Refrigerators today average 22.5 cubic feet, up from 19.6 cubic feet in 1980, according to the Association of Home Appliance Manufacturers.
Many proudly flaunt their capacity to store large pizza boxes and full size sheet cakes on their ample shelves.
While no empirical data exist that link larger appliances to the obesity epidemic in the U.S., the trend does enable a culture of excess, in which we buy more, eat more, and waste more than ever before, said Lisa Young, an adjunct professor of nutrition at New York University and author of “The Portion Teller.”
“Everything, especially our refrigerators, is bigger and when we have more space we buy more and make more food,” she said. “The theory is that you’ll save the leftovers and eat it later in the week, but that rarely happens.”
More often than not, said Young, the extra food becomes bigger portions, a significant factor in weight gain.
The latest data from the USDA’s Economic Research Service reveal the average number of calories Americans consume daily jumped to 2,604 in 2010 from 2,155 in 1970.
The average weight for American men age 20 and older also rose to nearly 195 pounds in 2006 from 166.3 pounds in 1960, while the average weight for women of the same age increased to nearly 165 pounds in 2006 from 140.2 pounds in 1960, according to the Centers for Disease Control and Prevention. (Read More:Fattest Cities.)
A third of adults in the U.S. are overweight, while 36 percent are considered obese, CDC data show.
The Second-Refrigerator Syndrome
Not everyone, of course, can afford the mega-sized professional grade refrigerators that are popular in high-end homes, some of which sell for upwards of $10,000.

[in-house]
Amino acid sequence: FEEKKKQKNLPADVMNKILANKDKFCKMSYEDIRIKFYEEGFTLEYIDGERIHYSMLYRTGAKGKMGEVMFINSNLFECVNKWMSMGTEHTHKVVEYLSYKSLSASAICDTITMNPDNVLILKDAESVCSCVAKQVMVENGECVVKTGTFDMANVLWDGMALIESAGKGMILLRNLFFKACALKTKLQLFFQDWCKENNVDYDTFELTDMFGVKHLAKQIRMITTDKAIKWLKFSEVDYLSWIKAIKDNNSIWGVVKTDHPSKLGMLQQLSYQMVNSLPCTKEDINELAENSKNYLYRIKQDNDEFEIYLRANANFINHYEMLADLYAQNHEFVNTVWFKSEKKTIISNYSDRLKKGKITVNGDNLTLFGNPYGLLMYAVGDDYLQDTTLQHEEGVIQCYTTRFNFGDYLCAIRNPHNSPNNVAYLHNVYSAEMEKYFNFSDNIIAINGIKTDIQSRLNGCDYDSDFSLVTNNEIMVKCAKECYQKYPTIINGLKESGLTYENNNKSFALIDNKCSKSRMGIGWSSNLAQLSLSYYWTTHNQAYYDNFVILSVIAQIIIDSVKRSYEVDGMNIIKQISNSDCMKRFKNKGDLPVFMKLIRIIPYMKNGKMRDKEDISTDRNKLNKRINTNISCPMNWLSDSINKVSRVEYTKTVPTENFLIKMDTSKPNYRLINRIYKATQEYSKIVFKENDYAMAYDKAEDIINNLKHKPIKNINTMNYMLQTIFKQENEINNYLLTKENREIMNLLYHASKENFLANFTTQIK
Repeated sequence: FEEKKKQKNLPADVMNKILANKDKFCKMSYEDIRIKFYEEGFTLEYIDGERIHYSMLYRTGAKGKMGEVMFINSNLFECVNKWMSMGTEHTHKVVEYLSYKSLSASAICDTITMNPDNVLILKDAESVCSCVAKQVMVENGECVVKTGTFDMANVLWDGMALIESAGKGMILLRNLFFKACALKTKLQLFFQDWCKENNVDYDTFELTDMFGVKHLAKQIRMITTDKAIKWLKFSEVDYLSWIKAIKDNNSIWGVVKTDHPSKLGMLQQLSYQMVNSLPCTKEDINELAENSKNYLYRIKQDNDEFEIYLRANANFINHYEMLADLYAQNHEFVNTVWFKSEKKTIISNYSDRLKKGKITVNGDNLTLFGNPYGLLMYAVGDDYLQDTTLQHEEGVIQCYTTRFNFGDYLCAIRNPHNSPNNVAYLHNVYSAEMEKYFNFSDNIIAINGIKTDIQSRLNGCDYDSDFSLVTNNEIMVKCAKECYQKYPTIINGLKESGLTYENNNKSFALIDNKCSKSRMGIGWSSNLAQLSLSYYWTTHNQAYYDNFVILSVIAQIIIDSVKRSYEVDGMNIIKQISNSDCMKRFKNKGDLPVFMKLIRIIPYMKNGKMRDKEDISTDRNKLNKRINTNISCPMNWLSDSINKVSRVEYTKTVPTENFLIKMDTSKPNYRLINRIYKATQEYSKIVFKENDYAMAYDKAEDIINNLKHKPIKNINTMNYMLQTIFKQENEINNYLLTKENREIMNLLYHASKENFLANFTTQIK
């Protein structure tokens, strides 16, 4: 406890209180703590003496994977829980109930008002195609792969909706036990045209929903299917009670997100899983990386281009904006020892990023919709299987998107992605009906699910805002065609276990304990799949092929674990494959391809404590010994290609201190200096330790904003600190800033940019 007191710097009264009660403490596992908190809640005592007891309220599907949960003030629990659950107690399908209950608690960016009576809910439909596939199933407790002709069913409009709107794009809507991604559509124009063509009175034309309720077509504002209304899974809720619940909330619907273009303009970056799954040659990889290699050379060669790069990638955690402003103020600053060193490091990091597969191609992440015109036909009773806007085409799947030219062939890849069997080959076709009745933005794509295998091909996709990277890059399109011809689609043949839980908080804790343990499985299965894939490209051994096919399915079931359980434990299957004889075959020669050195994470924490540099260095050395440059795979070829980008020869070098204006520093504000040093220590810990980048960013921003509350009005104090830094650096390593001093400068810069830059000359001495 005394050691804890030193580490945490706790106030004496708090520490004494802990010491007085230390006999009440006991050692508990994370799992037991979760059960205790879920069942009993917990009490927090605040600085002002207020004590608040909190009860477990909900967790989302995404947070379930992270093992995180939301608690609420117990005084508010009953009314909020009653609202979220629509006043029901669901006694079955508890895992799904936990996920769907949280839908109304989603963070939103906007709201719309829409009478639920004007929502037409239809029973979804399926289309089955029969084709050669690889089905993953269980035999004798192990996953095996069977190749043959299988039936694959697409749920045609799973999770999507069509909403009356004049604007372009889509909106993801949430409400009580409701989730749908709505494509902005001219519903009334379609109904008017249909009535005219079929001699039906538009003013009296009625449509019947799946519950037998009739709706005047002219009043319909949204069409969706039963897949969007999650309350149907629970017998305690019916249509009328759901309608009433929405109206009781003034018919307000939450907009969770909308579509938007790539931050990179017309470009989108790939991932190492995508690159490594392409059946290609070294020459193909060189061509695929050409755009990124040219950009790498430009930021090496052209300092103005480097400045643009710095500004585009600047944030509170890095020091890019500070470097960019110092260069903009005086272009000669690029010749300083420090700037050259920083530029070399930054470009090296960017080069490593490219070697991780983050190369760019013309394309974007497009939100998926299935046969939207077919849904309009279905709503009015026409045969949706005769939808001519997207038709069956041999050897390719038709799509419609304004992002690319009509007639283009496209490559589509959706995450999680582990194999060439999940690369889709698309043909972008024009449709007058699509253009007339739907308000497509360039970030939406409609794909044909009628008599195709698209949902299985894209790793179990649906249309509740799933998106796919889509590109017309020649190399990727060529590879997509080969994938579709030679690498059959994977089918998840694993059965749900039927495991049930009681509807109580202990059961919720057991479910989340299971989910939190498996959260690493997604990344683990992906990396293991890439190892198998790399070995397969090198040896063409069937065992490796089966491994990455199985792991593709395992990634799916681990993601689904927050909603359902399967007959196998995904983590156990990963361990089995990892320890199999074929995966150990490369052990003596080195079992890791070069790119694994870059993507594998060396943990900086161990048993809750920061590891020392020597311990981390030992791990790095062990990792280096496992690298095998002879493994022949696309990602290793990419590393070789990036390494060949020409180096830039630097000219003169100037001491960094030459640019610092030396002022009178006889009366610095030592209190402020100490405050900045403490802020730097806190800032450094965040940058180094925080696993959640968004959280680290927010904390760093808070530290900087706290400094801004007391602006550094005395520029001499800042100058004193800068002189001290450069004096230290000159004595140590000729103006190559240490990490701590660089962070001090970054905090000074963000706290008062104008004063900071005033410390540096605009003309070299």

But homeowners, especially those in rural and suburban areas, increasingly make room for extra ice cream and frozen lasagnas via the second fridge or freezer they keep in their basement or garage.
The Energy Department reports 22 percent of U.S. households have a second refrigerator, up from 12 percent in 1984.
Short-term studies confirm consumers consistently eat more when more is made available.
For example, a 2004 study by B.J. Rolls at Pennsylvania State University found that adults who were offered four different portion sizes of macaroni and cheese on different days ate more when offered the larger portion. Only 45 percent of the subjects reported noticing that there were differences in the size of the portions served.
To be fair, of course, consumers are free to stock their refrigerator shelves with healthy fare, too, but impulse control remains an elusive mistress for most, said Richard Wilk, an anthropology professor at Indiana University, who specializes in consumer culture.
“Impulse control is one of the hardest parts of dieting,” said Wilk. “When there are nine kinds of Haagen-Dazs in your freezer and a frozen Entenmann's cake, it makes it too easy to snack. Having a big refrigerator is like having a convenience store right in your house.”
That does not bode well for young adults, he notes, who increasingly opt to stay at home and communicate via social media outlets — close to their supply of chips and sugary soft drinks.
“It’s becoming clear that the next generation is having problems with sociability,” said Wilk. “A lot of them are more comfortable at home communicating by instant message, text, or Facebookthan they are actually talking to each other.”
The Warehouse-Club Effect
The proliferation of oversized and second refrigerators has been driven in part by the popularity of Costco ,Wal-Mart'sSam’s Club unit and other warehouse stores, where shoppers increasingly turn to stock their shelves with bulk food.
Psychologically, Young suggests such clubs compel members to buy enough to recoup their annual membership fee, and worse, consume what they buy before it goes bad.
“This encourages overconsumption,” said Young. “That’s OK for toilet paper, but it’s not a good idea for food. The more you buy, the more you tend to eat.”